NASA launched a spacecraft early Wednesday to test technology to alter the course of an asteroid by slamming into it, the world's first full-scale mission of its kind to better prepare for defending Earth against hazardous space objects.
The Double Asteroid Redirection Test spacecraft is on a one-way trip to the Didymos asteroid system, aiming to intentionally collide with moonlet Dimorphos, which is approximately 160 meters in diameter, between Sept. 26 and Oct. 1 next year.
The spacecraft, built and managed by Johns Hopkins University and roughly the size of a vending machine, took off from the Vandenberg Space Force Base in California on Tuesday night local time, carried aboard a Falcon 9 rocket developed by U.S. Space Exploration Technologies Corp., or SpaceX.
Dimorphos is not a threat to Earth, the U.S. National Aeronautics and Space Administration said in its press release, adding that the goal is to "slightly change" the asteroid's motion in a way that can be accurately measured using ground-based telescopes.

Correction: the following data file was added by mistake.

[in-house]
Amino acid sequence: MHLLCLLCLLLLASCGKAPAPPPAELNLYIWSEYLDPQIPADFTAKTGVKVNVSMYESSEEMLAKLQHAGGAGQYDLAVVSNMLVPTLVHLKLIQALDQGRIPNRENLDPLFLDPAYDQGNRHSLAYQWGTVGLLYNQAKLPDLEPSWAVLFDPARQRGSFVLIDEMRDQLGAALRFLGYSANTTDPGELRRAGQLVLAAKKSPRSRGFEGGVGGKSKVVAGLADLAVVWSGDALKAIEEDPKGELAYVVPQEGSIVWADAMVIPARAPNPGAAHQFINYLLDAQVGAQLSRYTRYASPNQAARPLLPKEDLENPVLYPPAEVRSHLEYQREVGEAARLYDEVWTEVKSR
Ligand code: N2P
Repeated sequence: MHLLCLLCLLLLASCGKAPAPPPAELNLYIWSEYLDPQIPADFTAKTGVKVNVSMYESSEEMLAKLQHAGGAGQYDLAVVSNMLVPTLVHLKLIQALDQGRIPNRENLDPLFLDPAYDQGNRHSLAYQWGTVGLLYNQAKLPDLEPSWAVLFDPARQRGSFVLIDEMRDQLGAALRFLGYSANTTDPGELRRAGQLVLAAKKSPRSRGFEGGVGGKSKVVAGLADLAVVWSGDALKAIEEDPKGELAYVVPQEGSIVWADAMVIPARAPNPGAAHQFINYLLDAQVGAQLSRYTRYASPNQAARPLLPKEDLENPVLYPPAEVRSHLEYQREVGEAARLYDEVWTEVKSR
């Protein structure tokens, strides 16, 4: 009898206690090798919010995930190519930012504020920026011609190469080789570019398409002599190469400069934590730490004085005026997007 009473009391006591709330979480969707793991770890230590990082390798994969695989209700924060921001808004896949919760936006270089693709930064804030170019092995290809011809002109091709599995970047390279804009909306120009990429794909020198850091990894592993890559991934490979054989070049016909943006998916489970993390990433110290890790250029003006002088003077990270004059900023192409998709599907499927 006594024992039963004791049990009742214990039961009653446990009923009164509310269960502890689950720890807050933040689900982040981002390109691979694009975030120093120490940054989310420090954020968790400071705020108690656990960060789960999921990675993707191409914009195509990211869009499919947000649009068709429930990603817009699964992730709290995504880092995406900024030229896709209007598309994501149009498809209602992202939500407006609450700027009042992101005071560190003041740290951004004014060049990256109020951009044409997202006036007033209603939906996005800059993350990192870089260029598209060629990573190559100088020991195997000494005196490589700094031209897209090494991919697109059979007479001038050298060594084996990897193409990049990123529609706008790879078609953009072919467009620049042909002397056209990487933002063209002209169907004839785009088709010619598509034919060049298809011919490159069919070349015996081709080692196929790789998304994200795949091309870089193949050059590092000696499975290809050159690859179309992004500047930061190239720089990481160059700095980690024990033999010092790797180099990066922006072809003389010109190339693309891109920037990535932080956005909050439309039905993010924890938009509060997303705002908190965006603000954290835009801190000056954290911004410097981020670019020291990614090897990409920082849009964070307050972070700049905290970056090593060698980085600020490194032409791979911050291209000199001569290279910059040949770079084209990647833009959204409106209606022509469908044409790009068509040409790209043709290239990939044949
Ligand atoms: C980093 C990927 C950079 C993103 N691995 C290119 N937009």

The spacecraft will ram into Dimorphos at a speed of roughly 6 kilometers per second, shortening the asteroid's orbit around Didymos by several minutes. The Didymos system is within 11 million km from Earth.
"This test will help prove out one viable way to protect our planet from a hazardous asteroid should one ever be discovered that is headed toward Earth," NASA Administrator Bill Nelson said in the press release.
Lindley Johnson, planetary defense officer at NASA Headquarters said, "We have not yet found any significant asteroid impact threat to Earth, but we continue to search for that sizable population we know is still to be found."